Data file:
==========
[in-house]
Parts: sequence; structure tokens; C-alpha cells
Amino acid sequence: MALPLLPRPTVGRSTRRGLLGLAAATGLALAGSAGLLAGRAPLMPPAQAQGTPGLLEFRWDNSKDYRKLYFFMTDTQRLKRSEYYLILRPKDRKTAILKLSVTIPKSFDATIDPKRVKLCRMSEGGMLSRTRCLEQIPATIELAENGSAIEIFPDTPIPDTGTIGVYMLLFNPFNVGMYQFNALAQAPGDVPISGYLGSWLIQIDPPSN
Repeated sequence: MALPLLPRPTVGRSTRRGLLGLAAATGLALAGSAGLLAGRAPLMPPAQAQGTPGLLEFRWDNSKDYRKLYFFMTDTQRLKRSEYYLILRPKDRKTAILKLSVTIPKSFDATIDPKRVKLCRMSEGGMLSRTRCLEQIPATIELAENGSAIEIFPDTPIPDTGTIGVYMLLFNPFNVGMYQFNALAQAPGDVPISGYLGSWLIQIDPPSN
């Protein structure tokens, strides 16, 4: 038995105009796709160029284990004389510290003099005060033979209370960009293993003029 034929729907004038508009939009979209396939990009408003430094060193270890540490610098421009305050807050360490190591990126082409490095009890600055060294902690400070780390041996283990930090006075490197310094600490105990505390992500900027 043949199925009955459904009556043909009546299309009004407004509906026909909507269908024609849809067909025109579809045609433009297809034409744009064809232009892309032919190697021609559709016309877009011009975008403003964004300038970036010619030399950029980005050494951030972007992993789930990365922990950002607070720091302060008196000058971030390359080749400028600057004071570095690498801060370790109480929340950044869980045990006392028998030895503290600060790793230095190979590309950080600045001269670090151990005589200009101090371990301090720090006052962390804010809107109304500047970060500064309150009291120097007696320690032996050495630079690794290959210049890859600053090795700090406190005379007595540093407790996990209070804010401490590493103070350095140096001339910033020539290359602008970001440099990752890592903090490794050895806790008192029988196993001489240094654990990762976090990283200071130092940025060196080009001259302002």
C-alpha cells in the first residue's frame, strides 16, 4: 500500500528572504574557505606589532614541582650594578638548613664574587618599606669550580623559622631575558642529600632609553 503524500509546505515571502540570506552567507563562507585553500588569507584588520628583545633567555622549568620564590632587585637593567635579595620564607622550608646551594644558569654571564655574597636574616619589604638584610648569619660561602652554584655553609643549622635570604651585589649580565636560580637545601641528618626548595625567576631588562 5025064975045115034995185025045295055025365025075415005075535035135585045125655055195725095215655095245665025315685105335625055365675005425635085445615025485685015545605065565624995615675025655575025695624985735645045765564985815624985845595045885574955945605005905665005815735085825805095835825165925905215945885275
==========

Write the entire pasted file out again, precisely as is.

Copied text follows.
[in-house]
Parts: sequence; structure tokens; C-alpha cells
Amino acid sequence: MALPLLPRPTVGRSTRRGLLGLAAATGLALAGSAGLLAGRAPLMPPAQAQGTPGLLEFRWDNSKDYRKLYFFMTDTQRLKRSEYYLILRPKDRKTAILKLSVTIPKSFDATIDPKRVKLCRMSEGGMLSRTRCLEQIPATIELAENGSAIEIFPDTPIPDTGTIGVYMLLFNPFNVGMYQFNALAQAPGDVPISGYLGSWLIQIDPPSN
Repeated sequence: MALPLLPRPTVGRSTRRGLLGLAAATGLALAGSAGLLAGRAPLMPPAQAQGTPGLLEFRWDNSKDYRKLYFFMTDTQRLKRSEYYLILRPKDRKTAILKLSVTIPKSFDATIDPKRVKLCRMSEGGMLSRTRCLEQIPATIELAENGSAIEIFPDTPIPDTGTIGVYMLLFNPFNVGMYQFNALAQAPGDVPISGYLGSWLIQIDPPSN
């Protein structure tokens, strides 16, 4: 038995105009796709160029284990004389510290003099005060033979209370960009293993003029 034929729907004038508009939009979209396939990009408003430094060193270890540490610098421009305050807050360490190591990126082409490095009890600055060294902690400070780390041996283990930090006075490197310094600490105990505390992500900027 043949199925009955459904009556043909009546299309009004407004509906026909909507269908024609849809067909025109579809045609433009297809034409744009064809232009892309032919190697021609559709016309877009011009975008403003964004300038970036010619030399950029980005050494951030972007992993789930990365922990950002607070720091302060008196000058971030390359080749400028600057004071570095690498801060370790109480929340950044869980045990006392028998030895503290600060790793230095190979590309950080600045001269670090151990005589200009101090371990301090720090006052962390804010809107109304500047970060500064309150009291120097007696320690032996050495630079690794290959210049890859600053090795700090406190005379007595540093407790996990209070804010401490590493103070350095140096001339910033020539290359602008970001440099990752890592903090490794050895806790008192029988196993001489240094654990990762976090990283200071130092940025060196080009001259302002």
C-alpha cells in the first residue's frame, strides 16, 4: 500500500528572504574557505606589532614541582650594578638548613664574587618599606669550580623559622631575558642529600632609553 503524500509546505515571502540570506552567507563562507585553500588569507584588520628583545633567555622549568620564590632587585637593567635579595620564607622550608646551594644558569654571564655574597636574616619589604638584610648569619660561602652554584655553609643549622635570604651585589649580565636560580637545601641528618626548595625567576631588562 5025064975045115034995185025045295055025365025075415005075535035135585045125655055195725095215655095245665025315685105335625055365675005425635085445615025485685015545605065565624995615675025655575025695624985735645045765564985815624985845595045885574955945605005905665005815735085825805095835825165925905215945885275